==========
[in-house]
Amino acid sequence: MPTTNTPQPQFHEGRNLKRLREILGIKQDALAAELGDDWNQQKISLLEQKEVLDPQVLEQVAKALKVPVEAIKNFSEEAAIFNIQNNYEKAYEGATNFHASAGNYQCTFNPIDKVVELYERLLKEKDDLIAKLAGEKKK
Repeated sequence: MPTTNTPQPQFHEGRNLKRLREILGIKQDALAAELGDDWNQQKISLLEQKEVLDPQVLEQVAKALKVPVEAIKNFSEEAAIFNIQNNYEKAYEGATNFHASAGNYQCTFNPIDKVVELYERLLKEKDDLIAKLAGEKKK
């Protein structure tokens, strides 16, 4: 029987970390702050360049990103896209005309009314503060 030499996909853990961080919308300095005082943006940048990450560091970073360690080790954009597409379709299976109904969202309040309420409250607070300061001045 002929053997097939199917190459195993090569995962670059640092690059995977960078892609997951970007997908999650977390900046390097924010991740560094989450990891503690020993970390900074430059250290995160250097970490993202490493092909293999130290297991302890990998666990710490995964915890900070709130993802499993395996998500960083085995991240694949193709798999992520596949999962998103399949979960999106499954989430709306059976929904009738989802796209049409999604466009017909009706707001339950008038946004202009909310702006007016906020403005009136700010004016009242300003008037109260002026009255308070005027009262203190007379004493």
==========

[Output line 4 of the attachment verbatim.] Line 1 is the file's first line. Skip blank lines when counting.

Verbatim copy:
């Protein structure tokens, strides 16, 4: 029987970390702050360049990103896209005309009314503060 030499996909853990961080919308300095005082943006940048990450560091970073360690080790954009597409379709299976109904969202309040309420409250607070300061001045 002929053997097939199917190459195993090569995962670059640092690059995977960078892609997951970007997908999650977390900046390097924010991740560094989450990891503690020993970390900074430059250290995160250097970490993202490493092909293999130290297991302890990998666990710490995964915890900070709130993802499993395996998500960083085995991240694949193709798999992520596949999962998103399949979960999106499954989430709306059976929904009738989802796209049409999604466009017909009706707001339950008038946004202009909310702006007016906020403005009136700010004016009242300003008037109260002026009255308070005027009262203190007379004493």